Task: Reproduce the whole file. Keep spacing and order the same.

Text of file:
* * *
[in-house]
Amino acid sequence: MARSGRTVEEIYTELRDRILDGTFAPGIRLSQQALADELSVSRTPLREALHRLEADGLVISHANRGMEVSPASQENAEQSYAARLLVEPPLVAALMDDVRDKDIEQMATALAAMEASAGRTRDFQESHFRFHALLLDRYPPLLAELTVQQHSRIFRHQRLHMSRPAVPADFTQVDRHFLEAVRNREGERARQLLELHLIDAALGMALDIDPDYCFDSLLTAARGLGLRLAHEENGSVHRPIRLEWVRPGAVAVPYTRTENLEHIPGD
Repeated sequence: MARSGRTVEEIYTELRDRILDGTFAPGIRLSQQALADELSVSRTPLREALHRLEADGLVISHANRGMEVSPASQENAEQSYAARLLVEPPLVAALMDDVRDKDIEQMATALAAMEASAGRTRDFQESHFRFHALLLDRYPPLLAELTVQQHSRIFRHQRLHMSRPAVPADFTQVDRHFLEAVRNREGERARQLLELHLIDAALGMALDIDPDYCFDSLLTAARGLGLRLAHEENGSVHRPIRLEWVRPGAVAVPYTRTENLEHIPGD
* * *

[in-house]
Amino acid sequence: MARSGRTVEEIYTELRDRILDGTFAPGIRLSQQALADELSVSRTPLREALHRLEADGLVISHANRGMEVSPASQENAEQSYAARLLVEPPLVAALMDDVRDKDIEQMATALAAMEASAGRTRDFQESHFRFHALLLDRYPPLLAELTVQQHSRIFRHQRLHMSRPAVPADFTQVDRHFLEAVRNREGERARQLLELHLIDAALGMALDIDPDYCFDSLLTAARGLGLRLAHEENGSVHRPIRLEWVRPGAVAVPYTRTENLEHIPGD
Repeated sequence: MARSGRTVEEIYTELRDRILDGTFAPGIRLSQQALADELSVSRTPLREALHRLEADGLVISHANRGMEVSPASQENAEQSYAARLLVEPPLVAALMDDVRDKDIEQMATALAAMEASAGRTRDFQESHFRFHALLLDRYPPLLAELTVQQHSRIFRHQRLHMSRPAVPADFTQVDRHFLEAVRNREGERARQLLELHLIDAALGMALDIDPDYCFDSLLTAARGLGLRLAHEENGSVHRPIRLEWVRPGAVAVPYTRTENLEHIPGD